Skip Navigation
 
 

Welcome to Bedford Borough Council

Home > Community archives > Bletsoe > Early Education in Bletsoe

Early Education in Bletsoe

Bletsoe church seen from the south-east March 2007
Bletsoe church seen from the south-east March 2007

The Bishop of Lincoln carried out visitations to Bedfordshire in 1717 and 1720 and for both of these a list of questions was sent out in advance, one of which enquired about the provision of schools in each parish. At each of these inspections it was reported that there was no schooling available for poor children in the parish

In 1818 a Select Committee was established to enquire into educational provision for the poor. This was no doubt prompted, in part, by the recent foundation of two societies promoting education and specifically the building of schools. The Society for Promoting the Lancasterian System for the Education of the Poor was established in 1808 promoting schools run along the lines pioneered by Joseph Lancaster, who had himself copied those of Dr.Andrew Bell, in which older children taught their younger fellows. The Society was renamed the British and Foreign School Society in 1814,. It was supported by a number of prominent nonconformists, Lancaster himself was a Quaker, and sought to teach a non-sectarian curriculum. In answer to this perceived nonconformist takeover of local education the National Society was firmed in 1811 to encourage the teaching of poor children along Anglican lines, including the catechism. The Select Committee sent a questionnaire to all parishes in the country asking for: particulars relating to endowments for the education of children; other educational institutions; observations of parish needs etc. The questionnaire returned for Bletsoe noted a Sunday school existed "on Dr. Bell's system" and supported by annual subscription containing 40 children of both sexes, which meant that "the poor have sufficient means of education". It is worth noting that this Sunday School was just that, School provided on a Sunday and would have taught reading and writing and, perhaps, other subjects, in addition to the religious knowledge for which Sunday Schools are reserved today. We know from other sources that this school was held in the south transept of the church.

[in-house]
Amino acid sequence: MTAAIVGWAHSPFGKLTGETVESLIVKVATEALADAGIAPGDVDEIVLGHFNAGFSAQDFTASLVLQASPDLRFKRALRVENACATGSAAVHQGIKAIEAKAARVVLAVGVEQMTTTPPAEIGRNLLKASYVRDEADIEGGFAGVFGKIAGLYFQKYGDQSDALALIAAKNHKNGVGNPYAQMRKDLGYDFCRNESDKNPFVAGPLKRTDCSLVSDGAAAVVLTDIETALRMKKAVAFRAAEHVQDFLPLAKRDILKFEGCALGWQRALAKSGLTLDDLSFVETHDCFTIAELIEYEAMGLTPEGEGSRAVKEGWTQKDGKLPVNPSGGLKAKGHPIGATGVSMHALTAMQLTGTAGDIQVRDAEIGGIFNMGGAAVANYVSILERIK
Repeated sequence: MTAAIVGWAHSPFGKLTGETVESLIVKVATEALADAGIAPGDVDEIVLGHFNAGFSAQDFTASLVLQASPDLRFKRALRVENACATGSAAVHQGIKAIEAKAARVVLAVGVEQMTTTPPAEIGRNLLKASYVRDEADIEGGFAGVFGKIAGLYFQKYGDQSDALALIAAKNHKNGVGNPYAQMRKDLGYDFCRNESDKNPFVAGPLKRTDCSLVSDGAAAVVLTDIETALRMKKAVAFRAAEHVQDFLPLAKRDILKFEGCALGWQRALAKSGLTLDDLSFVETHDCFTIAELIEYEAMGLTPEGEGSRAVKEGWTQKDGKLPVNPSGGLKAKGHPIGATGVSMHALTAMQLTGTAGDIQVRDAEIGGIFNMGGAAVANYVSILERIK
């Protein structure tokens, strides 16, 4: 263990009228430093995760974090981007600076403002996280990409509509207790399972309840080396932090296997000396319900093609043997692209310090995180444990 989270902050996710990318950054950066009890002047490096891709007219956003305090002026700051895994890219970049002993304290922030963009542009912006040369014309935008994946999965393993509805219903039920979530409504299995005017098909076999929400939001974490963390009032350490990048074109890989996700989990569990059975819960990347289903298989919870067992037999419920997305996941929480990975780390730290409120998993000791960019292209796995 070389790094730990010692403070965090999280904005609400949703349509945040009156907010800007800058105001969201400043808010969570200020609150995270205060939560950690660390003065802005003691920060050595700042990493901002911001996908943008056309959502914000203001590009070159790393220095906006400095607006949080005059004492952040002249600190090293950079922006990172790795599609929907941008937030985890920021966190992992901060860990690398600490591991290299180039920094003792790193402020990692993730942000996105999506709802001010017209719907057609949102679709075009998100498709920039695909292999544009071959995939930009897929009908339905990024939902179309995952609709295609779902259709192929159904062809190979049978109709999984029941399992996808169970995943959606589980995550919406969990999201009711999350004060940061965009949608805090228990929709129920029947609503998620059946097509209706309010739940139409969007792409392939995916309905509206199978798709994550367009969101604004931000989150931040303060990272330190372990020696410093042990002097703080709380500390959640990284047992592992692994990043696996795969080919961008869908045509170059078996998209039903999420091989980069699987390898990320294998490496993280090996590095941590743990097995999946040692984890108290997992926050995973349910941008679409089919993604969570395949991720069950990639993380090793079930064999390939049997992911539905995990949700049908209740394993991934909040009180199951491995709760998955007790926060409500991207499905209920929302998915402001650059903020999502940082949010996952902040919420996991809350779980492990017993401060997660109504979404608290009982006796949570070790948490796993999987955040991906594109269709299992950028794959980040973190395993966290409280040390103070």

In the country generally the number of schools built continued to grow over the next fifteen years so that by 1833 the government agreed to supplement the work of the two societies, and local benefactors, by making £20,000 per annum available in grants to help build schools. It also prompted another questionnaire to be sent to each parish in England asking for details of local educational provision. The return for Bletsoe recorded a daily school for 12 children, supported by payments from parents and two Sunday Schools, each of 30 children of both sexes supported by a bequest of £8 per annum.